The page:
- The morality argument: In his fourth speech, Wheaton resurrects the old Dostoevskian canard of, “If God doesn’t exist, then everything is permissible.” I’ll make a two-pronged reply to this claim: first, if the Bible remained the sole guide to morality, we’d be living in an even more genocidal, enslaving, misogynistic, and homophobic world than we do at present; and second, I find that humanistic ethics enable me to manage quite well as a compassionate partner, parent, and world citizen, thank you very much. (For those interested in contemplating humanistic ethics more deeply, I strongly recommend a close reading of A.C. Grayling’s The God Argument.)
- Shifting the burden of proof: Wheaton fallaciously transfers responsibility for the mental heavy lifting to Radisson’s camp. To borrow from Carl Sagan, “Extraordinary claims require extraordinary evidence.” The onus thus falls upon evangelical apologists to convince us why their holy book and deity uniquely compel our belief among thousands of competitors in the 21st Century marketplace of ideas.
- Projection: Wheaton and the filmmakers accuse Radisson of denying his students free choice in his classroom, yet their God forces humankind to choose between the harsh dichotomy of religious adherence or hell. A failing grade versus eternal damnation: will the real intimidator please stand up?
- Appeal to emotion: GND’s creators work feverishly upon the viewers’ desire to bathe in the warming emotions springing from God’s approval and group conformity. We twice hear the words from Matthew 10:32-33, reminding Christians that acknowledging God will result in God’s acknowledgement (with the shaming converse, of course, that failing in this obligation will result in divine shunning). And when everyone stands up at the end of Josh’s last speech to proclaim their newfound belief, who wouldn’t crave the dopamine rush from joining this implausibly unanimous crowd?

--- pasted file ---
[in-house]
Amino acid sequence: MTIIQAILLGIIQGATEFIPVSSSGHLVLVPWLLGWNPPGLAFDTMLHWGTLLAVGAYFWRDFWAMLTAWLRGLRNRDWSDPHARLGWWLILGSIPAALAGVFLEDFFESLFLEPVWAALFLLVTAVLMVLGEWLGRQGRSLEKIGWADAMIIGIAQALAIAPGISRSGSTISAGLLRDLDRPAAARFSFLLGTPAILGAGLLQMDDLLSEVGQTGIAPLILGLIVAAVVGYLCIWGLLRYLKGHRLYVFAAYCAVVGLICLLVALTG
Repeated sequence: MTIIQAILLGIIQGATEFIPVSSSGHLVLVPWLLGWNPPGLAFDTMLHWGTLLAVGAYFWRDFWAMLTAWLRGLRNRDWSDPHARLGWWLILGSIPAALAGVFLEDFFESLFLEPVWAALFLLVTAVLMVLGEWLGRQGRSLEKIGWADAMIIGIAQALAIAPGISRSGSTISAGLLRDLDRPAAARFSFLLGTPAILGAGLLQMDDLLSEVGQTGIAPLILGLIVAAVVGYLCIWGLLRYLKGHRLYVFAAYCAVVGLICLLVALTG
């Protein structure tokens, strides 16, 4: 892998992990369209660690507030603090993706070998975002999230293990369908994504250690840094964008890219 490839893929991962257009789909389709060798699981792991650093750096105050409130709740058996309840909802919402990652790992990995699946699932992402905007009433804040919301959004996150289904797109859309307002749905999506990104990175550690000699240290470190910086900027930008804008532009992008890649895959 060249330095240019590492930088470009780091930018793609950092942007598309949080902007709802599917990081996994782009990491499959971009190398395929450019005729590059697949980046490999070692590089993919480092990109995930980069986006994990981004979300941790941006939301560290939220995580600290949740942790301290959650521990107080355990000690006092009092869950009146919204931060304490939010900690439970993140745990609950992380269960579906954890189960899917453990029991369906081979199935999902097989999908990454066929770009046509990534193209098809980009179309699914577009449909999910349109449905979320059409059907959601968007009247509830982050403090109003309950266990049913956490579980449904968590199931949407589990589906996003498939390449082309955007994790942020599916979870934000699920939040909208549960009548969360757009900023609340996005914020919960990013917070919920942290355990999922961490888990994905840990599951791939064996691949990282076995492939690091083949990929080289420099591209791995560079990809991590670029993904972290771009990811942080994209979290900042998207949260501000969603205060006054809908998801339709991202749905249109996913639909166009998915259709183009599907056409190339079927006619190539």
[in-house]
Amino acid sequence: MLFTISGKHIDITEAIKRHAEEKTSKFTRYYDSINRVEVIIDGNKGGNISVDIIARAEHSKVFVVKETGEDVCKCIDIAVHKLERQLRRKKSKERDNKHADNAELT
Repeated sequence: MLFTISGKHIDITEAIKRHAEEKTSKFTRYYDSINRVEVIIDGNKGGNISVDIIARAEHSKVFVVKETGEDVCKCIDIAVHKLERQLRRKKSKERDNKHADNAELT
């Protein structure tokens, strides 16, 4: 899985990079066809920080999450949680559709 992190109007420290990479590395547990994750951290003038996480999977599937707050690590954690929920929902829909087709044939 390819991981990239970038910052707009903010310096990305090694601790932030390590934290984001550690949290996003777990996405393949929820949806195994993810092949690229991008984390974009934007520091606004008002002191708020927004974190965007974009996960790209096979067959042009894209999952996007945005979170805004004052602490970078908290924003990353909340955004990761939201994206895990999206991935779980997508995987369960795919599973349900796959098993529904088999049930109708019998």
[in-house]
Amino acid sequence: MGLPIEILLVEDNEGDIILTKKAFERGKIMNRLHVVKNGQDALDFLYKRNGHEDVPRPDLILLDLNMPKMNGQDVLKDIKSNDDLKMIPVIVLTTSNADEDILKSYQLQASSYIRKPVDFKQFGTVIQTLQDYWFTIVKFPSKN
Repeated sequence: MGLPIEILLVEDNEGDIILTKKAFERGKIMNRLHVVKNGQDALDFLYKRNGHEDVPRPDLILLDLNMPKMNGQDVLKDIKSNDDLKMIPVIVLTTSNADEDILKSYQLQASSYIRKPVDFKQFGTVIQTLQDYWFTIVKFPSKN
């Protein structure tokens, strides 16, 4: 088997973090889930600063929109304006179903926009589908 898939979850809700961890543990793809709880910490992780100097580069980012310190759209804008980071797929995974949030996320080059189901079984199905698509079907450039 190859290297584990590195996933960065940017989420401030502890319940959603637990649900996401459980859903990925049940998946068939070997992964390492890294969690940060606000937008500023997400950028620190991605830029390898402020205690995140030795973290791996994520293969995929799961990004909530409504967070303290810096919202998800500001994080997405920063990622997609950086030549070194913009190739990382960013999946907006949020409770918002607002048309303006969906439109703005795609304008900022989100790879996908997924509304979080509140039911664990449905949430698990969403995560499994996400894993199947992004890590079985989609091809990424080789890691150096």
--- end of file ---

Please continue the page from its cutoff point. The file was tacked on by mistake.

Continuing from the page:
- The Straw Man argument: GND postulates a world in which atheists (and secular universities by extension) long to destroy the faith of innocents by coercion and oppression. Never mind the recent sociological data revealing that over 75% of U.S. professors are theists; why let the facts get in the way of a big box office grab?
Horrifically, the filmmakers don’t rest contentedly in solely knocking down the straw man; they must utterly demolish their flimsy piñata. A few scenes after Radisson’s girlfriend breaks up with him in the university cafeteria (in front of many of his colleagues and students), moviegoers watch him get struck by a car and suffocate in his own blood.
I would even go so far as to contend that this latter sequence functions as three-step religious pornography. For starters, viewers revel in a slow motion “God’s eye view” of Radisson’s catapulting over the vehicle; thus always to tyrants! Next, we’re served up the spiritual orgasm of his sinner’s prayer, foisted upon the dying professor by the conveniently proximate pastor-missionary pair. Finally, we bask in the afterglow, as the missionary (standing next to the spot where Radisson’s corpse lay) grinningly exclaims that all of this is cause for celebration. In case this isn’t already ecstatic overload, this sequence is interspliced with imagery from a jubilant Newsboys show.
In an interview with the National Catholic Register, two of GND’s screenwriters stated that they crafted a movie for “Christians who are exasperated with being pressed upon and beaten down.” Huh? Reliable surveys report that only 5-7% of Americans are atheists or agnostics, hardly a hulking majority. Currently, no member of U.S. Congress claims non-belief, an atheist presidential candidate would be unelectable, and our Supreme Court possesses a notable rightward tilt (not to mention that as a Tennessean, I live in one of seven states whose constitution bars me as an unbeliever from holding public office).
A paranoid persecution narrative sells movie tickets and riles up credulous Christians, but the bogus worldview of God’s Not Dead merits the same scorn as 9/11 “Truthers” and alien-abduction fairy tales. When you couple this nonsense with the grotesque stereotyping of a minority group – on a cinematic par with blackface minstrels of yore and Alfred Hitchcock’s subtly gay moral defectives – a reasonable person regardless of faith persuasion can only conclude that God’s Not Dead deserves nothing less than contemptuous, repulsed rejection.
(Note to parents: God’s Not Dead is rated PG for thematic material, brief violence, and an accident scene. If you’re willing to take the time and analyze this film with your teens, it’s worth checking out. After viewing this, my 13-year-old son cheerily chirped, “Now I’ve seen a propaganda film!”)
1 out of 5 stars